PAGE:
I wish to update the software running on a node having a ARM Cortex M4 MCU.

to do so, I understand I will have to run a bootloader in my TI ARM Cortex M4 development board that can receive a binary file over-the-air and program certain section of flash. I understand the functionality of receiving binary file over-the-air will have to be added to this bootloader.

This sounds all correct but I do not understand how this can be achieved. How is it possible that I program parts of the flash in the MCU by the same MCU itself?

Do I need additional hardware to do update software running on my node? All I want to do it to update the software running on my node over-the-air. A bin fine can be downloaded over HSDPA. For easy testing I can do this over Ethernet.

I would so much appreciate if someone can elaborate how this process is done in a more detailed format for me to understand the procedure. Thank you very much.


2 Answers 2


In fact it's quite easy - there are multiple methods. I outlined one in this thread.

Basically you will have two separate pieces of software running. Consider the following setup (it's just an example):

  • Bootloader (Flash address 0x0000 - 0x1000)
  • Application (Flash address 0x1000 - 0x2000)

(of course, those are dependent on your requirements)

Now, the application will download the binary (we'll call it FW 2.0). It will set some special bit in your controller and perform a reboot. Your CPU always starts at address 0x0000, it will load your bootloader. Your bootloader checks if the "special" bit is set and will then flash the binary file to address 0x1000-0x2000. It will then reset that special bit, indicating no new firmware is available. It will then reset itself again. Now, again, the bootloader starts - it will detect that the special bit is in fact NOT set and do nothing but simply perform a jump to the application (0x1000) from where the program will execute (now with the new firmware).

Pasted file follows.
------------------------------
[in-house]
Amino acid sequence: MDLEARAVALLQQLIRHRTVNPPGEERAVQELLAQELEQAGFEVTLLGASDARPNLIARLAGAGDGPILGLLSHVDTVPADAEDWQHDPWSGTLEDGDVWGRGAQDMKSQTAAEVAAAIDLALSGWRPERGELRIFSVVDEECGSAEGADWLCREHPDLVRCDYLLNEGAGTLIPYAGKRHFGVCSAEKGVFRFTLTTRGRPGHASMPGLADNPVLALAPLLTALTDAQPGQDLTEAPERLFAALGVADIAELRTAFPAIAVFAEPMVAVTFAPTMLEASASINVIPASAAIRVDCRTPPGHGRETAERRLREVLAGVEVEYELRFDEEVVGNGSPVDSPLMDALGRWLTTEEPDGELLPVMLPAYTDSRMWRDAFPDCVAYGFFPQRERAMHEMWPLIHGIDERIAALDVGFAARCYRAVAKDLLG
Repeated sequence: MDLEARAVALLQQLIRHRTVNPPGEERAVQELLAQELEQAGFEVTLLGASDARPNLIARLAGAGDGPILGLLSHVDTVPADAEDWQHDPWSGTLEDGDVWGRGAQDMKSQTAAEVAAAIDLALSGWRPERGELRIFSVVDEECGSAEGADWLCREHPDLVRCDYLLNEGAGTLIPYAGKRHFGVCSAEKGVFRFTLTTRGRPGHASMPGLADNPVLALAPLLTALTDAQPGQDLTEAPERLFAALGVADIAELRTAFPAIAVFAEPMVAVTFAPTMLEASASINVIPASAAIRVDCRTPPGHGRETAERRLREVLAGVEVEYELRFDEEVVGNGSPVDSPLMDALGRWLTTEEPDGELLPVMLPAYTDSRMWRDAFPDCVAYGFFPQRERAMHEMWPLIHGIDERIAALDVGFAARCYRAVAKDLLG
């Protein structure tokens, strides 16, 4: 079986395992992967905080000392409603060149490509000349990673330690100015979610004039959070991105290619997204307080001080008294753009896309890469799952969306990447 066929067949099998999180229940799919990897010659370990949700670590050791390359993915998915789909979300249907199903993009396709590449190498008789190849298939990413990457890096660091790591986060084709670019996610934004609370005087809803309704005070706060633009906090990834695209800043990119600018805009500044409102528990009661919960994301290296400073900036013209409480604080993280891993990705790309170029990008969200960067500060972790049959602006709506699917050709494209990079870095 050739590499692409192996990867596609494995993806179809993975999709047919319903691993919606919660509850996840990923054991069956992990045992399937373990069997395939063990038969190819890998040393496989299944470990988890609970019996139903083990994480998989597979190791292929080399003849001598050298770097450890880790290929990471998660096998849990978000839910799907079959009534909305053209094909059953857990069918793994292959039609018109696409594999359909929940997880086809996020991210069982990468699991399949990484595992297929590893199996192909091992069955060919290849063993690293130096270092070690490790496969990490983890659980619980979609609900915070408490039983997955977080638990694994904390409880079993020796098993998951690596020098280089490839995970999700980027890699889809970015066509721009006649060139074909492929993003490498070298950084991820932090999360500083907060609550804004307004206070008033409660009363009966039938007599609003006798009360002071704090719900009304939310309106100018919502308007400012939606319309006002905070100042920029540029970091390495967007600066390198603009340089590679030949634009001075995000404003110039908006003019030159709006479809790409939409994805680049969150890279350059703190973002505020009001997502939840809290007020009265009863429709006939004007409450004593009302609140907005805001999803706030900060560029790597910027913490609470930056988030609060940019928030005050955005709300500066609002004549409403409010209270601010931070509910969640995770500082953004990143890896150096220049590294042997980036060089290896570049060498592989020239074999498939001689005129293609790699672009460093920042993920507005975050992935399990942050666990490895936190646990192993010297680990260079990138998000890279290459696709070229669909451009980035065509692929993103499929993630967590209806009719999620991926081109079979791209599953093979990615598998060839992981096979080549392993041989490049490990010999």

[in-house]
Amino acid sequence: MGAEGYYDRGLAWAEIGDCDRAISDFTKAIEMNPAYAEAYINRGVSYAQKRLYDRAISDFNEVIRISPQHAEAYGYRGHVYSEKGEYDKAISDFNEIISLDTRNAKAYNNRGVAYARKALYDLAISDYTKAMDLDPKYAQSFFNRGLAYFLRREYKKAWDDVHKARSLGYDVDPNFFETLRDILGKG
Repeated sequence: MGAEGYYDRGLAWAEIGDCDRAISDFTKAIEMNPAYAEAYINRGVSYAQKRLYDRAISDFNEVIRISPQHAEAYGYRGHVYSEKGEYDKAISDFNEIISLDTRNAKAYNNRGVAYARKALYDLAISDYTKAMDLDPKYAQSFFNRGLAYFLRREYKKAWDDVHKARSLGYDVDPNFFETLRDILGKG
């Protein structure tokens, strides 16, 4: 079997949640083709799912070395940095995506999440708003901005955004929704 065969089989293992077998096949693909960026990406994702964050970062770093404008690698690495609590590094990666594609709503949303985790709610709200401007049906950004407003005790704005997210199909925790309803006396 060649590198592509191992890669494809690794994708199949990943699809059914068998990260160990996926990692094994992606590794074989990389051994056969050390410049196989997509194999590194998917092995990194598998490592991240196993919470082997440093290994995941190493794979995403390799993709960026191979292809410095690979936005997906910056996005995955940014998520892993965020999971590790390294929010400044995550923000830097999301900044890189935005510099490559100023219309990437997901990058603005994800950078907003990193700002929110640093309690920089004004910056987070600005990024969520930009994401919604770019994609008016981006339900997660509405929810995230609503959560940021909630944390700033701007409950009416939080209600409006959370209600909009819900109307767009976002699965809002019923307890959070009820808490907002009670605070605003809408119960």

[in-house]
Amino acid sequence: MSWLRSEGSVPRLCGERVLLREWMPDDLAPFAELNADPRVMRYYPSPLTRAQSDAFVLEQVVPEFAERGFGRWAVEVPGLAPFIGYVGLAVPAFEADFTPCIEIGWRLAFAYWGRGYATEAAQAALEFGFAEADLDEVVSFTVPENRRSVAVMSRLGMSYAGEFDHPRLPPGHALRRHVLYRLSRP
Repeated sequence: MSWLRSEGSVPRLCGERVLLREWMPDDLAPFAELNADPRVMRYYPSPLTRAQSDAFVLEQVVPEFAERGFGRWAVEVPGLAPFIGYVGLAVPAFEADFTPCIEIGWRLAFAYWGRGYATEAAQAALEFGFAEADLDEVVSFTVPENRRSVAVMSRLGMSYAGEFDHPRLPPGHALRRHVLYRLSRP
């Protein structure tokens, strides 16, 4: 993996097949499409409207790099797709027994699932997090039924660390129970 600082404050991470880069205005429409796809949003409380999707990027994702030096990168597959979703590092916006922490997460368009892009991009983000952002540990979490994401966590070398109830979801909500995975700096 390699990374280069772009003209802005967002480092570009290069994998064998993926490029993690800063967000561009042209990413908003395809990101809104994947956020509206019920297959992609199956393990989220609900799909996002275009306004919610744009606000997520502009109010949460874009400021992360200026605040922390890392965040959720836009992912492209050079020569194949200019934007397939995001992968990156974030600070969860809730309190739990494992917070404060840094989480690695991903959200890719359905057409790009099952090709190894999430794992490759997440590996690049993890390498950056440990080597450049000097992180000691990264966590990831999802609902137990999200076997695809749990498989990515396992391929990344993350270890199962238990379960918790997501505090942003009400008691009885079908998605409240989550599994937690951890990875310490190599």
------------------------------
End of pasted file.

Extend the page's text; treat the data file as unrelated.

You might also want to include an option to run a default firmware or to load a firmware via UART in case your application cannot be written correctly or power is lost during the update.

  • \$\begingroup\$ Thank you. This clears up a lot. Although I still have couple of more questions. Lets say the Application_old downloaded the .bin file, where is it supposed to store it until bootloader loads again? Do I have to keep the bootloader previously informed where to look for a new .bin file every time the special flag is SET? \$\endgroup\$
    – Denis
    Apr 21, 2015 at 17:04
  • \$\begingroup\$ And how is it possible for me to use an MCU to edit flash of itself? I use the TI TIVA129 Arm Cortex M4. I hope performing writes to flash while the code is running is allowed. Supposing I have a binary file, does the bootloader read it byte by byte and place a copy of the bin file in the appropriate area of flash memory? Am I supposed to write for the bootloader to support that action? Thank you so much for your response \$\endgroup\$
    – Denis
    Apr 21, 2015 at 17:08
  • 1
    \$\begingroup\$ You will probably need to define a region for where to store the binary application file (you can define such a section in the linker). The other option is that it's up to your bootloader to get that file and (while receiving) store it directly at the application section. Usually, you want to keep your bootloader as simple as possible (but it may be that you require special features). \$\endgroup\$
    – Tom L.
    Apr 21, 2015 at 17:21
  • 1
    \$\begingroup\$ You will usually find some method to write to flash in the board support package or TI tools (check the TI docs, I am unfamiliar with the TIVA family). Keep in mind that you do not overwrite code that is currently running. You are overwriting code which "just sits there and waits to be executed". \$\endgroup\$
    – Tom L.
    Apr 21, 2015 at 17:23
  • \$\begingroup\$ Truly appreciate your effort Tom L. \$\endgroup\$
    – Denis
    Apr 21, 2015 at 17:58

You usually cannot write to the same page you are executing, flash is split into segments, pages and blocks, the addresses should be detailed in the data sheet for that specific processor. To get around possibly, if the processor supports, you can execute from memory. When you design your bootloader you should always take into consideration power failure scenarios, i.e. how do you know the bin was downloaded and written in its entirety to flash without any error, what if it doesn't, how do you recover.


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